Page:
The Assist Programme, which will be launched in October, will run for three years.
It is a joint initiative between the NCVO and the BLF and is part of the first phase in BLF’s Building Capabilities for Impact and Legacy approach.
"The programme will help support and development organisations to understand the areas where they can improve the services they offer to the front line," a statement from the two organisations said.
It said the scheme was a "a radical departure from previous capacity building investments as the majority of funding will go directly to local support and development organisations".
"These organisations will then be able to choose what support they need in order to adapt their services to the changing needs, funding and expectations of front-line organisations," the statement said.
Lisa Herbert, head of support at the NCVO, said it had not yet been decided how much money organisations could apply for under the scheme. A BLF spokeswoman said funding might be awarded in the form of vouchers that could be redeemed with certain support providers, rather than actual cash awards being handed out, but this had also not yet been finalised.
The programme will also ask front-line organisations that benefit from the scheme to publicly rate the support they receive through the website, and take part in a peer-to-peer support programme designed to encourage mutual improvement of their services.
Stuart Etherington, chief executive of the NCVO, said: "We’re delighted to be leading this ground-breaking programme. It will give targeted support to infrastructure organisations as they look to make the changes they need to become more efficient, effective and sustainable.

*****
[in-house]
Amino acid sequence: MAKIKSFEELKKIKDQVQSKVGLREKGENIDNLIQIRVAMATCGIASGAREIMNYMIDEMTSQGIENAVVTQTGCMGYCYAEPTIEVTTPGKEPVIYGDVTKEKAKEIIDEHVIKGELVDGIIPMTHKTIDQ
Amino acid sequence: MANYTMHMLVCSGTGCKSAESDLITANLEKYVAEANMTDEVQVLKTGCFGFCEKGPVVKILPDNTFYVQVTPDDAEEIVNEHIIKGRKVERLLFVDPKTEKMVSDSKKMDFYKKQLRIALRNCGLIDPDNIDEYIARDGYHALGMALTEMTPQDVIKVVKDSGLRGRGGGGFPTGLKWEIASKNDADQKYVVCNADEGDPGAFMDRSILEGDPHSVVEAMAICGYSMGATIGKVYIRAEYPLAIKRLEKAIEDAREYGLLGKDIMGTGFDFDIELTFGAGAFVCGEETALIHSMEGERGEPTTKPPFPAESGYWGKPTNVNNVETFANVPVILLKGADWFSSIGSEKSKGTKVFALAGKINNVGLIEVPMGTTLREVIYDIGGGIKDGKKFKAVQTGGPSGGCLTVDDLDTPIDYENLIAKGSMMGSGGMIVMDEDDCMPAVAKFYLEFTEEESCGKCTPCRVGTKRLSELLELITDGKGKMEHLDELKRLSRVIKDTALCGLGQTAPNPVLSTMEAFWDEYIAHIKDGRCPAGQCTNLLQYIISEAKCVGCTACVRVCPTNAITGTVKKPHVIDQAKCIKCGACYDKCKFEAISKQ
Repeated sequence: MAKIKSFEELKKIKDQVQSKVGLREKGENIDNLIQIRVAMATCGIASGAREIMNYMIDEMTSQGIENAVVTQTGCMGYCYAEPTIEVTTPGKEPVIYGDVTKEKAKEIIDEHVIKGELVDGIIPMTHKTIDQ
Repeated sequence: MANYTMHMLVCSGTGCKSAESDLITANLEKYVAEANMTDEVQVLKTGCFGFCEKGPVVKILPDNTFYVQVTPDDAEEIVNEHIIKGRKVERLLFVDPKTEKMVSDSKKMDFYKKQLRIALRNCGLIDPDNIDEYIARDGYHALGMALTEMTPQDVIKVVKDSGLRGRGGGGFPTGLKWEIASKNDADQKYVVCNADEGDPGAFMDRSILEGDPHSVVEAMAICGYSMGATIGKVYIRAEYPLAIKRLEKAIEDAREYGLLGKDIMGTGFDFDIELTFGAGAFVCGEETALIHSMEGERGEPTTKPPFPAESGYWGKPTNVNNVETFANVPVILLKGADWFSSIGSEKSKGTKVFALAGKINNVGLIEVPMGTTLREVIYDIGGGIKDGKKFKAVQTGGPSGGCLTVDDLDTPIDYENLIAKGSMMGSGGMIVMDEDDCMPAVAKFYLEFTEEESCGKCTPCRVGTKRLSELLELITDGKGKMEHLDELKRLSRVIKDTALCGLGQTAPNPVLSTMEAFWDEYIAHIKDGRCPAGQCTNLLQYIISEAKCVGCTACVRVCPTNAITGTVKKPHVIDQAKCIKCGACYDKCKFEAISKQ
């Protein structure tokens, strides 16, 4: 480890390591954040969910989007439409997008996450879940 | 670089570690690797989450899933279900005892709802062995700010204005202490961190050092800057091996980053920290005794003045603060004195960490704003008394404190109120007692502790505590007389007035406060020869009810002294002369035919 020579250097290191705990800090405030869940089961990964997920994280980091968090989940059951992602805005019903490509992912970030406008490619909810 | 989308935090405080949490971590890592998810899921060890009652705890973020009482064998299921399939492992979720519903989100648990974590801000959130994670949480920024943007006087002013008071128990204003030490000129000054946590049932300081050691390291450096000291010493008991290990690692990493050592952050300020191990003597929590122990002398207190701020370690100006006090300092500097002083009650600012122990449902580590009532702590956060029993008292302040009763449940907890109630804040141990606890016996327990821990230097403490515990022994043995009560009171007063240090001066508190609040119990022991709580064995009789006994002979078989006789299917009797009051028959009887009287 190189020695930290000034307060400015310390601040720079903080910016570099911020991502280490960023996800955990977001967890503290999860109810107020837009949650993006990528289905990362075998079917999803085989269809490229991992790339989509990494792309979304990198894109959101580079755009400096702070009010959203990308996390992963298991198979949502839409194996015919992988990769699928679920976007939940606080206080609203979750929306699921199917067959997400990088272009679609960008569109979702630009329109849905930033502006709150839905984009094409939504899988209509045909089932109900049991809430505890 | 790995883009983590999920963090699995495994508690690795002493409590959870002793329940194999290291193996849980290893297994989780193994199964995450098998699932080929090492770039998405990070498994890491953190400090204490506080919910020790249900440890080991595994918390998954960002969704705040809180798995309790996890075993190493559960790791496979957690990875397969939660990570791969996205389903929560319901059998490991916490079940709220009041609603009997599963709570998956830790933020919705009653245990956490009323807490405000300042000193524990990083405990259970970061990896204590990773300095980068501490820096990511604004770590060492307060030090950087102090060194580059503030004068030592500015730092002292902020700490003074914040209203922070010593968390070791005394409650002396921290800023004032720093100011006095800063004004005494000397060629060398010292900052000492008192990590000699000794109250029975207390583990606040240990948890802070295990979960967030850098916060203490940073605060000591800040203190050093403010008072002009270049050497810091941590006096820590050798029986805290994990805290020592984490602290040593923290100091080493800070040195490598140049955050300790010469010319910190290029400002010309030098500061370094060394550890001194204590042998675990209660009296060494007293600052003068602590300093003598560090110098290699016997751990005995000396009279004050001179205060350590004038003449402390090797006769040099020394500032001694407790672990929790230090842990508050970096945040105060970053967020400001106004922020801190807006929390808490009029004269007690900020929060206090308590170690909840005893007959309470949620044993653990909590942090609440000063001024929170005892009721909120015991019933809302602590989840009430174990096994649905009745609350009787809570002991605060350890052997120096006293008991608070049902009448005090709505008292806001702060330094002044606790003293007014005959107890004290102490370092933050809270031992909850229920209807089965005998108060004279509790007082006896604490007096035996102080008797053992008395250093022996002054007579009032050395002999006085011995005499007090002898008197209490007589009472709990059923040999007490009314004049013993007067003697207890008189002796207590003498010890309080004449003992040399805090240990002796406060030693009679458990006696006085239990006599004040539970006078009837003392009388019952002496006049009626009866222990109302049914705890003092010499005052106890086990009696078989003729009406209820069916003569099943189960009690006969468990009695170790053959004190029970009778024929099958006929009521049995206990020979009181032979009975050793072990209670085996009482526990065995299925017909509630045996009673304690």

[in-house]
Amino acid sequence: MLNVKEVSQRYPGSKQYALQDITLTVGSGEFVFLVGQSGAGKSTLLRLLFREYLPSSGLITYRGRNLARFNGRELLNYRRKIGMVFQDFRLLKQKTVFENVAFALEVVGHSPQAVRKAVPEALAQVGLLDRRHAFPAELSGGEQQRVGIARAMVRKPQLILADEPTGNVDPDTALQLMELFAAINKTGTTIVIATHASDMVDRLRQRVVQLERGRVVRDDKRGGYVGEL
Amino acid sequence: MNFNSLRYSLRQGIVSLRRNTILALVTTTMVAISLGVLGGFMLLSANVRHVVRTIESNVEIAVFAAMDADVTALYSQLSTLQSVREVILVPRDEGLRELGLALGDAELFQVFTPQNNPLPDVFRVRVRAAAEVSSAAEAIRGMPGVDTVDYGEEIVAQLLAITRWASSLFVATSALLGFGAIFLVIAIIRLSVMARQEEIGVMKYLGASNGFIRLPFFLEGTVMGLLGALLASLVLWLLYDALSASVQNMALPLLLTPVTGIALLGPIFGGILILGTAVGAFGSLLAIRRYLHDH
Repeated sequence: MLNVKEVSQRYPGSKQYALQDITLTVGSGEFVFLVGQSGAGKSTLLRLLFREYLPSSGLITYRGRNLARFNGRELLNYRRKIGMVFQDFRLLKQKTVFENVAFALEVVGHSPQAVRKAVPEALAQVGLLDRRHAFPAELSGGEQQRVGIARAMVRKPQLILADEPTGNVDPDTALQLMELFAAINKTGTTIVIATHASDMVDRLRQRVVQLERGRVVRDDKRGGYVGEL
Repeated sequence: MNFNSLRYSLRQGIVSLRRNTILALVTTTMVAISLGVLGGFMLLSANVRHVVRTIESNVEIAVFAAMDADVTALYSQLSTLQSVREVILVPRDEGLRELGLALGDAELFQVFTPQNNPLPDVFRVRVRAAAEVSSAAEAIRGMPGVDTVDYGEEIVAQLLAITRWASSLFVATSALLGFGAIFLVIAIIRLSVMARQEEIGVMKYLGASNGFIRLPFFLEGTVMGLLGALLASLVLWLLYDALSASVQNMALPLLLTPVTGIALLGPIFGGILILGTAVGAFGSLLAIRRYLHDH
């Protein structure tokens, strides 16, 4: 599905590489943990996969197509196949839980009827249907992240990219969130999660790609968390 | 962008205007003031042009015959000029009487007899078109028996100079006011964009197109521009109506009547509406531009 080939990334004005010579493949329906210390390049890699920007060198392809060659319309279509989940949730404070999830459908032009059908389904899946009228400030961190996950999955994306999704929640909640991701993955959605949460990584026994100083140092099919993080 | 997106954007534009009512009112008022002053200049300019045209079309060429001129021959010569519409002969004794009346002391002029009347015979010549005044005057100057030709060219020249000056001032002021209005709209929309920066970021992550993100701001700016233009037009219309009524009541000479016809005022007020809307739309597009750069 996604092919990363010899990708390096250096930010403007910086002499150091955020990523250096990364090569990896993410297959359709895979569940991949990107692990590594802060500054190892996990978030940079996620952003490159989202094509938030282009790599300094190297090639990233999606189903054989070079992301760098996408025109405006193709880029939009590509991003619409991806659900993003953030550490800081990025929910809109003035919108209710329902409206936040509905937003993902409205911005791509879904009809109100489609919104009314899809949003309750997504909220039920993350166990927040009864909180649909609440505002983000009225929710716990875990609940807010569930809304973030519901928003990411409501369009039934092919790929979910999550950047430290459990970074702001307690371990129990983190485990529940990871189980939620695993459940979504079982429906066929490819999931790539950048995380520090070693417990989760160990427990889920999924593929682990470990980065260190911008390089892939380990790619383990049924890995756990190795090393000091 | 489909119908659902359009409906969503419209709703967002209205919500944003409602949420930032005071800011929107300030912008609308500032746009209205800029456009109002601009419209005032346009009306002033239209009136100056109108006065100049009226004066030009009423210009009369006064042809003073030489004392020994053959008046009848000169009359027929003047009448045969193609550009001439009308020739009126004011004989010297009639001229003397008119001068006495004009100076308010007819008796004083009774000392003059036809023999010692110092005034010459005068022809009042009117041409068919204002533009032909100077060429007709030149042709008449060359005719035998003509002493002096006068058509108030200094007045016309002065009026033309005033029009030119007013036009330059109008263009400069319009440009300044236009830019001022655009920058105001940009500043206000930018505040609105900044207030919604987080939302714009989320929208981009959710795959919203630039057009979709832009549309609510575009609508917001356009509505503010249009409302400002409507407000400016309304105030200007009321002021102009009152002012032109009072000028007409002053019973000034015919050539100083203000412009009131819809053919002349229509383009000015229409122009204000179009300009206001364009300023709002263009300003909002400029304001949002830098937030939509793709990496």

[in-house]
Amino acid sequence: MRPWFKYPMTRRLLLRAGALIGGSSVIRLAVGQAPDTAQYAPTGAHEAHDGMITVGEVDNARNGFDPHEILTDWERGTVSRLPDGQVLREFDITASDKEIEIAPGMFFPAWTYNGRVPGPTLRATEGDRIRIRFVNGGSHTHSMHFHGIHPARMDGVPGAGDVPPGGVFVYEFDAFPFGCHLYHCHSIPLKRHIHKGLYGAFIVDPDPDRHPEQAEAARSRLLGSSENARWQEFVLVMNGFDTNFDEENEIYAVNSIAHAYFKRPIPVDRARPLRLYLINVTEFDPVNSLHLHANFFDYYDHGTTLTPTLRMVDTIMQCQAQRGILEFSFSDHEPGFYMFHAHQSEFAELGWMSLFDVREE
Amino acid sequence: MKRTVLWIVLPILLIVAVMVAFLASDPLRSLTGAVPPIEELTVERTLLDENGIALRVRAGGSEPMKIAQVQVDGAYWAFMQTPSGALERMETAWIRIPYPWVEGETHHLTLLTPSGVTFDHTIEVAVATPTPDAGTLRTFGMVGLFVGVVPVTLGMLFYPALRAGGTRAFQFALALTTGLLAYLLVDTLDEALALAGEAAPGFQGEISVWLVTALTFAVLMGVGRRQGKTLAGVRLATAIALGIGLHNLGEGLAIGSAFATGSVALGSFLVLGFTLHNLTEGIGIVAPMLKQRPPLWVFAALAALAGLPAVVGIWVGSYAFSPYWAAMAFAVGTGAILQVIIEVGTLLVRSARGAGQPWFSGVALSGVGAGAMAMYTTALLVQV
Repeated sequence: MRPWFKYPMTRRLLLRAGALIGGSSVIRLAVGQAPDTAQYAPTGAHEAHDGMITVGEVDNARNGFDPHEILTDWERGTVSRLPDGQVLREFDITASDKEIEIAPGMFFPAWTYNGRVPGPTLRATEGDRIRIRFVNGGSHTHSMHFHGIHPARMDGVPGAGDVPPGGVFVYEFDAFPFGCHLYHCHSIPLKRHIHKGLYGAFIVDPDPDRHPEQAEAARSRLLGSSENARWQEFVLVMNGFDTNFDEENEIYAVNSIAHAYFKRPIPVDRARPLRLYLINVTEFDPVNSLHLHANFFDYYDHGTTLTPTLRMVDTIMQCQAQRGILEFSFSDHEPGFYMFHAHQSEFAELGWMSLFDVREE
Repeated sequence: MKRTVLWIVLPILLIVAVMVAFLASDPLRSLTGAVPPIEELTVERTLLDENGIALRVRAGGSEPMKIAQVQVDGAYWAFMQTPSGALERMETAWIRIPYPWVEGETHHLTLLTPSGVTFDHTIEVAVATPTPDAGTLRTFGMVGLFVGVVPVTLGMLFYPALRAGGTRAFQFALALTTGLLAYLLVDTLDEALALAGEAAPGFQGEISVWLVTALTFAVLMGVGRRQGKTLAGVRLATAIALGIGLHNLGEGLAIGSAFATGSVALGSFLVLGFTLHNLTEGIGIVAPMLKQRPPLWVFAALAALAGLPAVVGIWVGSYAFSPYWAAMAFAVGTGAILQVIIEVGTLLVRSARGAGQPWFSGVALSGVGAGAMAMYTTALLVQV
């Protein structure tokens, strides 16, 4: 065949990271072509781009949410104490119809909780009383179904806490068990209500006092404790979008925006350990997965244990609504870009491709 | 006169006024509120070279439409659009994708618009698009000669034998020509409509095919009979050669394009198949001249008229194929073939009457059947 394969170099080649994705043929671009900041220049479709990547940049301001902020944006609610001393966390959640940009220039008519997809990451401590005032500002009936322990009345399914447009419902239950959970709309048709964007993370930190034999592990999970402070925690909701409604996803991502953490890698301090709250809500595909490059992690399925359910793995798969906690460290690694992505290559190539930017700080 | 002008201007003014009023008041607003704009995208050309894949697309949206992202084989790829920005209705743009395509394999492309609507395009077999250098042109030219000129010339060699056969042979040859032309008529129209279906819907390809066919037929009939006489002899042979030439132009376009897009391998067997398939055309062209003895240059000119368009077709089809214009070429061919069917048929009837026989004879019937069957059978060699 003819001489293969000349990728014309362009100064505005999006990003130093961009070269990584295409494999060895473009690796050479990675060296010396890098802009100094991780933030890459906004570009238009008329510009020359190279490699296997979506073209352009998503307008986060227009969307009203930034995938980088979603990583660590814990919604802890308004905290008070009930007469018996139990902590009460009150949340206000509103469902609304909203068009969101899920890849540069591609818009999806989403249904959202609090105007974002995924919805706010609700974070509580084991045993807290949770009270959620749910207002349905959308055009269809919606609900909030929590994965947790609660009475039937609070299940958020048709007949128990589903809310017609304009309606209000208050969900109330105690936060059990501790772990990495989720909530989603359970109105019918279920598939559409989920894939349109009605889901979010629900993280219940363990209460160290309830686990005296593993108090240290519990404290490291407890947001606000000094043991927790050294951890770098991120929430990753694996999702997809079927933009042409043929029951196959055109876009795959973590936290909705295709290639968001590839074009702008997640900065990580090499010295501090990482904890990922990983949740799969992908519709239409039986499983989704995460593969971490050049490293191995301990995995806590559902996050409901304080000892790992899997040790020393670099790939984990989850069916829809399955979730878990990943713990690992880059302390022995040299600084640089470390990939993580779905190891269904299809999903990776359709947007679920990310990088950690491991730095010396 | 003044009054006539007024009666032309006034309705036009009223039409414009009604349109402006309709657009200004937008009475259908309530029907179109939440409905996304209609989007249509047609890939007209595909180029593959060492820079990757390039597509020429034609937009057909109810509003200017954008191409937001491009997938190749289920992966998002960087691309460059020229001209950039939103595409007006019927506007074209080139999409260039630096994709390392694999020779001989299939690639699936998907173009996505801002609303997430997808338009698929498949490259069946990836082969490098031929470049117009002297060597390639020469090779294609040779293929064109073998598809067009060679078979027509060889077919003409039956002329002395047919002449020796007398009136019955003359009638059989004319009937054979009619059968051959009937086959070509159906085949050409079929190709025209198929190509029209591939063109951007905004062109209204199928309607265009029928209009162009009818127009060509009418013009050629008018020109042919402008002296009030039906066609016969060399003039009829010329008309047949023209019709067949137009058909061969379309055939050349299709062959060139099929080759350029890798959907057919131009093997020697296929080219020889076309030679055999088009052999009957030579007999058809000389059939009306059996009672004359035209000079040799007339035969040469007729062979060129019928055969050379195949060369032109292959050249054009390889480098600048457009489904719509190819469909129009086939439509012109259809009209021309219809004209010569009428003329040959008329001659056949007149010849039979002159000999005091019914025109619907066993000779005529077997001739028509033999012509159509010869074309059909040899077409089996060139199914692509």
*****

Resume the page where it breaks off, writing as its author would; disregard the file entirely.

"Putting both the money and the choice in the hands of the people who understand how infrastructure works, and how it needs to change, will better equip the sector as a whole to adapt to the current and future operating environment.
"Supporting the front line is more important than ever, as charities look to respond to increased demand for services, rising cost and an unprecedented fall in income."
Dharmendra Kanani, director of BLF England, said his organisation had in the past run schemes funded through intermediary bodies and that Assist’s direct approach would give more choice and control to benefiting organisations.
"Our ambition for Assist is that it will help to improve the legacy and impact of BLF funding," he said. "The NCVO has demonstrated that it has the trust, partners and track record and most importantly has been able to re-imagine the possibility of doing things differently to better effect."